Manu Chopra, CEO and co-founder of Karya, described how the organisation is using it to uplift people in rural India. When a company such as Microsoft wants to build a computational language model in an Indian language such as Marathi, Karya can break that into smaller microtasks such as having native speakers read out simple sentences and offer it to people on their smartphones. For that work, which is crucial to Microsoft, it’s able to pay 20 times India’s living wage, Chopra said, allowing workers to escape poverty.
Chopra added that other organisations are using AI for other beneficial purposes. If technology is driven purely by the market and disregards social inequities, the result will be amazing innovations that leave the world only more divided, he warned.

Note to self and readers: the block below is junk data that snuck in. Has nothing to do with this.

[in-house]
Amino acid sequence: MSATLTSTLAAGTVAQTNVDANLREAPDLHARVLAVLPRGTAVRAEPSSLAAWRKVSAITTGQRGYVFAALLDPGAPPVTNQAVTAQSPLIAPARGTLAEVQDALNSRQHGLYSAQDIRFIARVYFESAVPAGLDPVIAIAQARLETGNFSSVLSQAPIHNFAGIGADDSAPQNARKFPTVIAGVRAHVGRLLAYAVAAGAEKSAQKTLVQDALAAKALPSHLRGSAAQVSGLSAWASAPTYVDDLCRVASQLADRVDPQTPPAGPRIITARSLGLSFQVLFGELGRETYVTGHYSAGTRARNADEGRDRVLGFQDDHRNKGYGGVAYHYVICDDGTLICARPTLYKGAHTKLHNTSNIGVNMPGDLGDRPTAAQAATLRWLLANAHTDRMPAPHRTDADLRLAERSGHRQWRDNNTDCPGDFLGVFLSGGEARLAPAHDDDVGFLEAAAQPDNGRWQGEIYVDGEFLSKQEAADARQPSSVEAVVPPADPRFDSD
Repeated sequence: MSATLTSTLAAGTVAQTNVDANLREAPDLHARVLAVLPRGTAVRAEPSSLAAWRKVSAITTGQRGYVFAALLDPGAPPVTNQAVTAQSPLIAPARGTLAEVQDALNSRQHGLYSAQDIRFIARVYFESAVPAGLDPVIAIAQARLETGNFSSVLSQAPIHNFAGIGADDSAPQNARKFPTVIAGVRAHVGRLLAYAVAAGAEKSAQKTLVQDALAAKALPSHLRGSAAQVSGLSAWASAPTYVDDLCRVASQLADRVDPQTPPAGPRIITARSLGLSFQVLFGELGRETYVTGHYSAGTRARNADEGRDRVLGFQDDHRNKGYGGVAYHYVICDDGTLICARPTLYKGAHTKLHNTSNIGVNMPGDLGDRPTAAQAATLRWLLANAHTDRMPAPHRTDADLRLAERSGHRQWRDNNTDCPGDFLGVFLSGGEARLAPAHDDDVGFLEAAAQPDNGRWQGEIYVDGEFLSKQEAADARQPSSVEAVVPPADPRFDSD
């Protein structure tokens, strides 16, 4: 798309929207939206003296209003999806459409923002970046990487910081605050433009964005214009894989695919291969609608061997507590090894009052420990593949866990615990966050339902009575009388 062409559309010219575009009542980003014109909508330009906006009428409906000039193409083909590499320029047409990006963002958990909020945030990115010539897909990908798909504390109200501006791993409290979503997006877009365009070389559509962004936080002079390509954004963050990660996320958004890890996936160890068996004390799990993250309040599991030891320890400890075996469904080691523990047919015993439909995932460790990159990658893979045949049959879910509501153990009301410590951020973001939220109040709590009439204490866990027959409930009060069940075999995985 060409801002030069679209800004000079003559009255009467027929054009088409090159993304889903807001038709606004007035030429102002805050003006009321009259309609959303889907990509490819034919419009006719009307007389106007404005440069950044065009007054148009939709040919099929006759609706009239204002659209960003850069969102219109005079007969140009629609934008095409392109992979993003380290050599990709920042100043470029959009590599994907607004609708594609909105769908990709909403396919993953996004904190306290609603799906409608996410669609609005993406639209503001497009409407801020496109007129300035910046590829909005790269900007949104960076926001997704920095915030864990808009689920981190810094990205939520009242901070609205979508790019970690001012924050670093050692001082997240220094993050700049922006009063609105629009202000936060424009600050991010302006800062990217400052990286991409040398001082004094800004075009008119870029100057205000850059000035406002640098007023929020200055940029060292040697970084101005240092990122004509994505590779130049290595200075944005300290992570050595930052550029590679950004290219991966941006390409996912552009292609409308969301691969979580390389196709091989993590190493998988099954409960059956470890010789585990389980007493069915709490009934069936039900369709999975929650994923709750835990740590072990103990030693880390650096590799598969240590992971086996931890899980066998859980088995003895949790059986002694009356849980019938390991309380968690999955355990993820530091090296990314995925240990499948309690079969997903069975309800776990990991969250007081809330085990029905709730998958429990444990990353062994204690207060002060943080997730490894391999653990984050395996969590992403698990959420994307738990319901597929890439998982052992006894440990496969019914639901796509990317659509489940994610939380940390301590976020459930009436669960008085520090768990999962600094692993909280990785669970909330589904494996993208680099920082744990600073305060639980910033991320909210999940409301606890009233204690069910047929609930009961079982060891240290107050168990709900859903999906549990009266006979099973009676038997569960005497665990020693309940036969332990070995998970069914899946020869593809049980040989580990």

Aza Raskin, who also spoke in the first session of VOICES 2023, took the stage to talk about his work trying to bridge a very different divide with his non-profit Earth Species Project. Its hope is to use AI to allow humans to understand the languages of animals that researchers have found communicate sonically such as whales, dolphins and birds.
“The world is awash in meaning. We’re just unable to perceive it,” Raskin said.
The same techniques allowing large language models to understand the relationships between words and power tools like ChatGPT can also be used to decode the sounds animals make, according to Raskin. The goal isn’t just to communicate with animals but potentially to change humans’ relationships with animals, and ideally, to learn from them. Raskin said he wasn’t certain which fascinated him more: The parts of animal communication we can potentially translate directly into human language, or those parts we can’t.
BoF VOICES 2023 is made possible in part by our partners Snapchat, McKinsey & Company, Porsche, Getty Images, Invisible Collection and Soho House.
LVMH is part of a group of investors who, together, hold a minority interest in The Business of Fashion. All investors have signed shareholders’ documentation guaranteeing BoF’s complete editorial independence.